Ex-Pakistani Official Says Policy on Taliban Is Failing
By JANE PERLEZ, New York Times, January 27, 2008
SHERPAO, Pakistan — In the walled courtyard of the modest whitewashed mosque, a suicide bomber worked his way into in the middle of a packed congregation and unleashed his explosives during prayers last month, killing 53 villagers and wounding 143 others.
The target of the attack, the former interior minister, Aftab Khan Sherpao (pronounced Share-POW), whose ancestral village sits at the foothills of the tribal region where the Taliban and their partners in Al Qaeda roam largely unfettered, was left unscathed.
But the second attack in eight months on Mr. Sherpao, 64, who was until recently his nation’s most senior law enforcement official, left him more frustrated and more outspoken about the failure of the government to respond aggressively to the rapidly spreading Taliban insurgency that is seeking to destabilize Pakistan.
The weakness of the Pakistani police and the army response to determined and religiously motivated Taliban fighters was allowing the insurgency to get stronger day by day, he said.
“The police are scared,” Mr. Sherpao said. “They don’t want to get involved.” The Frontier Corps, a paramilitary force that could help in tracking down leads on suicide bombers, was “too stressed, fighting all over,” he said. The Pakistan Army has forces in the tribal areas where the militants have built their sanctuaries but the soldiers have remained in their headquarters. “They are not moving around,” he said. “That’s their strategy.”
Last Sunday, another attack near his village illustrated the gravity of the quickly deteriorating situation, compounded by the fact that the militants were able to get away with their attacks unpunished, he said.
Mr. Sherpao said he was awakened by a telephone caller who said that a senior official of the Intelligence Bureau, one of Pakistan’s most powerful intelligence agencies, had just been assassinated as he walked to the mosque in his village near Charsadda, where Mr. Sherpao had been the target of a suicide bomber last April.
“The Taliban came in two vehicles,” Mr. Sherpao said. “They said to the intelligence officer, ‘Are you so and so?’ When he said ‘Yes,’ they shot him dead.”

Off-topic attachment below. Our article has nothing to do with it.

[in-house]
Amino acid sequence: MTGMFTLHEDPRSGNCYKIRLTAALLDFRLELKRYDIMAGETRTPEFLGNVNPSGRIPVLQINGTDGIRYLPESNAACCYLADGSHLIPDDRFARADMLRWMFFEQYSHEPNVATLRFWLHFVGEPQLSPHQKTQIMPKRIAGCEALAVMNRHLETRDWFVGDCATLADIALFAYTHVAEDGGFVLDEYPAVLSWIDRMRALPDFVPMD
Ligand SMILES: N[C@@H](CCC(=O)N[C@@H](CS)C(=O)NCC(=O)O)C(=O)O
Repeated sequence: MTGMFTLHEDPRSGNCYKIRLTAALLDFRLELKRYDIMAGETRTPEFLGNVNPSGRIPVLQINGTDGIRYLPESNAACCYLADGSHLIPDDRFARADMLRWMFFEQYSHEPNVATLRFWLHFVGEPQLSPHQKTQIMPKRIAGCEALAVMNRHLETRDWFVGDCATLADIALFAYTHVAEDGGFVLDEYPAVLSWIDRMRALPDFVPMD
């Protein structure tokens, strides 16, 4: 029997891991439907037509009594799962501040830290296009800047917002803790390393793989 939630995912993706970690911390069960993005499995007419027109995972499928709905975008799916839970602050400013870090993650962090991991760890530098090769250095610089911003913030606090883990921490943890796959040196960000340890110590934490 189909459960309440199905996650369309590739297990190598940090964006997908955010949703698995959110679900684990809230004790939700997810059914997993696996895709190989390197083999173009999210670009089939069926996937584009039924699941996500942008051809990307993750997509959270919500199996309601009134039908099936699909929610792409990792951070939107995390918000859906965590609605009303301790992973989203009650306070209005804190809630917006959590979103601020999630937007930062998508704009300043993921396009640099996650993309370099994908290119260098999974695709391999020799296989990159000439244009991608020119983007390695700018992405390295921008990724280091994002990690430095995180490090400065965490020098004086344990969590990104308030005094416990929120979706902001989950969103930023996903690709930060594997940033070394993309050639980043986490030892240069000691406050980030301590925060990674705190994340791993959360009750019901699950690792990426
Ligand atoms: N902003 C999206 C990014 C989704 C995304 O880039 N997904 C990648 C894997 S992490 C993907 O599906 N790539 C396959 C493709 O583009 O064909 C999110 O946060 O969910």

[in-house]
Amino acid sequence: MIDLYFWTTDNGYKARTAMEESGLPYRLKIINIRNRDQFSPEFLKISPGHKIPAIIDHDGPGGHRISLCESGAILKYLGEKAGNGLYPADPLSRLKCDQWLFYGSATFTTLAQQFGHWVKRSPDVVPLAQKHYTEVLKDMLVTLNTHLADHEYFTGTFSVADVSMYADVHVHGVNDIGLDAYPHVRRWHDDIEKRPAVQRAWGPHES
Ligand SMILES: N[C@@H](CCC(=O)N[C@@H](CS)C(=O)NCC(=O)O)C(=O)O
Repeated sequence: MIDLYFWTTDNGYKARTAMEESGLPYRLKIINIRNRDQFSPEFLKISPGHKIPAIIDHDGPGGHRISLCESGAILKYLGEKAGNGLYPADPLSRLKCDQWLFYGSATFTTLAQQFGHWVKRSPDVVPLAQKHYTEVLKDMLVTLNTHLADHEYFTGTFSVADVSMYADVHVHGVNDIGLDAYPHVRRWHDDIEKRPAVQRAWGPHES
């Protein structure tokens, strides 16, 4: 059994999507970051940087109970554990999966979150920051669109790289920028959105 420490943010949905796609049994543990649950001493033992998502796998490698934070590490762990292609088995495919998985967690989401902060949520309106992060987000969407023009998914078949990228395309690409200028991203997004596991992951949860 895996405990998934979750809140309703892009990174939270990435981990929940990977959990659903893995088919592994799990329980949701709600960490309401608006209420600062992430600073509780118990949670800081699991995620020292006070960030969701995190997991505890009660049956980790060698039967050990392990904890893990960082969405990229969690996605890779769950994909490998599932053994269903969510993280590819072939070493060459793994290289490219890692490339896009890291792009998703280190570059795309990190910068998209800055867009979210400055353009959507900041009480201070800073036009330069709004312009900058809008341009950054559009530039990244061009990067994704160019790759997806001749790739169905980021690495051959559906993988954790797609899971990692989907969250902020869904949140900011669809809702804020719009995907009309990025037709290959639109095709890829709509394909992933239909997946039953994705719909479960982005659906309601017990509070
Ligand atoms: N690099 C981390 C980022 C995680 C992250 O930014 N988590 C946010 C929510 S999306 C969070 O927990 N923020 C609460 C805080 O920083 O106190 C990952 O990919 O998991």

The failure to investigate aggressively, Mr. Sherpao said, had emboldened the insurgents who interpret the government’s inaction as an inability to or an unwillingness to investigate.
A report released this month by the Pak Institute for Peace Studies, a nongovernmental research center based in Lahore, said suicide bombings in Pakistan had soared to 60 last year from 6 in 2006.
A document from the Interior Ministry last July warned the government of President Pervez Musharraf that the Taliban were spreading so fast that “swift and decisive action,” was needed to prevent the insurgency from engulfing the rest of the country.
Six months later, the picture was “very bleak,” Mr. Sherpao said. “It has increased, with no checks anywhere,” he said of the insurgency.
The recommendations in the Interior Ministry document for pushing back the militants — including enhancing local law enforcement and mobilizing public opinion — had not been followed, he said.
Mr. Sherpao, who comes from the Pashtun ethnic group that dominates the North-West Frontier Province and is the same ethnic group of the Taliban he wants to defeat, appeared depressed and uncertain that the government could prevail.
In the North-West Frontier Province, there was a risk of “total Talibanization,” he said.
Military and police actions were not the only factors necessary to turn around the situation, he said, adding that moderate political forces need to join hands.
“You need focused efforts and a clear perception of what you want to do,” he said. “Unless you involve the political parties, civil society, religious leaders, this is not going to make any headway.”